Egypt’s New Urban Communities Authority (NUCA) is recently growing 61 new cities on an area of about 3.25 feddan, as per Waleed Abbas, Assistant Housing Minister for Community Affairs at the authority.
The new developments show 1.5% of Egypt’s whole area, Abbas also provided.
The Assistant Housing Minister’s remarks came during a seminar entitled “Egypt’s Real Estate Market: Modelling Resilience amid Crisis”, held by the American Chamber of Commerce (AmCham) in Egypt on Wednesday.
“We have started construction works in 17 cities, and have completed 90% of the first phase development of fourth-generation cities,” he added, “The first phase’s total area is estimated at 580,000 feddans, and accommodates 30m citizens, whilst providing thousands of job opportunities.”
He explained that in 2019 the government began the development of 14 new cities, adding, “We have completed 20% of eight new cities with the aim of attracting new investment in Egypt’s property sector, and indeed we have succeeded in that, especially in the New Administrative Capital (NAC).”
Abbas said that the NAC is going through significant and unparalleled achievements, with 85% to 90% of its initial phase utilities and framework completed.
He showed that NUCA has made the initial offering of an in-kind and money share system with a real estate developer at the New Alamein City.
Abbas continued that the offering contains eight plots of land with lands ranging between 24 and 56 feddans, with a total of about 270 feddans. He provided that the offering, which provides 200,000 direct and indirect job opportunities, goals to build integrated urban projects with a total investment worth EGP 30bn.
He said that investor applications will be received from 8-15 February at the NUCA’s headquarters.
“After the request is approved, the investor has to pay 10% of NUCA’s total share within 60 days from the date of issuing the financial claim,” he added.
The Ministry of Housing, Utilities and Urban Communities provides and builds facilities and advantages for builders to launch businesses and invest in new urban communities. This leads to new job opportunities, which motivates people to accommodate and live in these new cities, he provided.
For his part, Ayman Sami, JLL’s Country Head for Egypt, provided that property owners in central and west Cairo have been more generous with lease rates and terms and that prime rents in New Cairo have stayed relatively static.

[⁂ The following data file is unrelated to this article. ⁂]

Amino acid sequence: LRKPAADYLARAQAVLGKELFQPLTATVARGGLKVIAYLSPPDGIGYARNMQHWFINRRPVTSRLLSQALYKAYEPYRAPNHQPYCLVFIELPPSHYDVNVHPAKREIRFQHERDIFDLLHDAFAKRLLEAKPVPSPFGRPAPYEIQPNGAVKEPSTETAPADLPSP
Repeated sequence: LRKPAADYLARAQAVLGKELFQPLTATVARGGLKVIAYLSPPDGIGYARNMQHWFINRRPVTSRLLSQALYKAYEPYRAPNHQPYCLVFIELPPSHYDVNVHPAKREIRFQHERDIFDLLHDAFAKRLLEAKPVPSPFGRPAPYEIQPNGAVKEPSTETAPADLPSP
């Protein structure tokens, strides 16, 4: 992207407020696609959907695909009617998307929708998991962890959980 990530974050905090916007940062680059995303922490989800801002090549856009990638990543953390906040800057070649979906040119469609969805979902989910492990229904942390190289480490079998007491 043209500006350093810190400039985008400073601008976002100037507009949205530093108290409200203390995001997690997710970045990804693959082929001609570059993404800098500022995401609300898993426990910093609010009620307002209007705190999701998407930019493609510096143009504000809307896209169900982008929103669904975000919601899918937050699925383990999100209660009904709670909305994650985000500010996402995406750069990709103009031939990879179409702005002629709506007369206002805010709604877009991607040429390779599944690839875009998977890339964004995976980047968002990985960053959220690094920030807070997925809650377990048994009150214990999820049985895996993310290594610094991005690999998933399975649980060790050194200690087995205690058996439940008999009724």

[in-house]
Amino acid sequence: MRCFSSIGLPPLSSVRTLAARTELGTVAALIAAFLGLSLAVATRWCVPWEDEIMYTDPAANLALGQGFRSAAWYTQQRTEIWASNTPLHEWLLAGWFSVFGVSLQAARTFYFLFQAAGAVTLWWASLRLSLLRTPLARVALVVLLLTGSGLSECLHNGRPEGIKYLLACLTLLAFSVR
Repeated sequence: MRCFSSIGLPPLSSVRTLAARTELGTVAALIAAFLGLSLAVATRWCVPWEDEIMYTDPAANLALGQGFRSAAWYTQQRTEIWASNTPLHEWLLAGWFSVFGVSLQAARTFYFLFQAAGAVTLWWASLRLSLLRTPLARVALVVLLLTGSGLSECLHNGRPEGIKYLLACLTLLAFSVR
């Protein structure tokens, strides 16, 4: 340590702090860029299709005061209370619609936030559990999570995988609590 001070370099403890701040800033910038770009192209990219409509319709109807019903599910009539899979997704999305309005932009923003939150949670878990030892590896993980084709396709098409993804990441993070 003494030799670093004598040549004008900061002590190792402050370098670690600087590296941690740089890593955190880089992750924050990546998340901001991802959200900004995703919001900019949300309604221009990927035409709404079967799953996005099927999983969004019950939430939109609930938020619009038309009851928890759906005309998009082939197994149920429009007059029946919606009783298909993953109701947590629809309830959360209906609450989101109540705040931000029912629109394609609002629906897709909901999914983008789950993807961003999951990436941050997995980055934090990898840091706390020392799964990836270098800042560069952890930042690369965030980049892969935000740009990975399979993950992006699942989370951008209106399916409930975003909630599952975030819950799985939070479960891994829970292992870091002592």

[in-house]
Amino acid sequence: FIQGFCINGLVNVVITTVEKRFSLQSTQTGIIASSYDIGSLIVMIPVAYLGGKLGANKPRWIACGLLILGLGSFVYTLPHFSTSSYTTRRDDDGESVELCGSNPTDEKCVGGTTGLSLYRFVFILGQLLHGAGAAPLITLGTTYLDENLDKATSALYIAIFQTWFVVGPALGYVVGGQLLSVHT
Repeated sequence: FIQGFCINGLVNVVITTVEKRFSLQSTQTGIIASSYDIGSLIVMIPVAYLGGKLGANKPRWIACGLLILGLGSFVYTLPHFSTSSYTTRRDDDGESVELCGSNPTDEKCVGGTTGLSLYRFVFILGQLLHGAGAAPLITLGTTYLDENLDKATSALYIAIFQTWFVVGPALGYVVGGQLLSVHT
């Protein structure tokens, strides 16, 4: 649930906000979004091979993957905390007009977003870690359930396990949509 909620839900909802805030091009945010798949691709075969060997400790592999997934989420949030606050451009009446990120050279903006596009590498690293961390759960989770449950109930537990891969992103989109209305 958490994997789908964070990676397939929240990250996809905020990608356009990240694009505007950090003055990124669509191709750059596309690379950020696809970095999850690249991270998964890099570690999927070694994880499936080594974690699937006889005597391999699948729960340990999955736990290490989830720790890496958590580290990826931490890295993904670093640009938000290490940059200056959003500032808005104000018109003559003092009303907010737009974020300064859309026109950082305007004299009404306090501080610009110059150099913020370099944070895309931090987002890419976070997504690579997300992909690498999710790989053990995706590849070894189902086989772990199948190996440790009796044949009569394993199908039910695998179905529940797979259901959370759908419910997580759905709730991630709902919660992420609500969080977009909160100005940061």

Sami added that tenants now pick smaller fitted-out stores of about 100sqm-300sqm, with online businesses also replacing office space as e-commerce expands.
He said that Egypt’s rental market demand lasted resilient, mainly towards the second half (H2) of 2020, and that he awaits the demand for housing to slow down in the short term mainly in the mid-to-high end segment.
Furthermore, Sami pointed out, “We [JLL] remain optimistic in our outlook for Cairo’s residential market in the medium to long term, as the government strongly supports the sector.”
Ahmed Issa, CEO of Retail Banking at CIB, said that Egyptian banks have done a nice job of providing funds to support the local real estate industry.
Issa added that “CIB is one of the most important banks in financing property in Egypt, through its allocation of a huge amount of money in supporting the sector”.
He noted, “In 2020, our lending to the household sector in Egypt grew by about EGP 8bn, out of which EGP 2bn of the funds were allocated to individuals to buy their own units.”
Tarek Fahmy, CEO and Managing Director of the AI Tawfik Leasing Company, said that the non-banking financial sector could give many solutions to financing real estate and developers, and also the buyers.
Fahmy said that activating the role of loans finance companies will eradicate financing pressures from the responsibility of developers. This is mainly because of their taking over the financing provided to customers to purchase unit by instalments over long payment terms.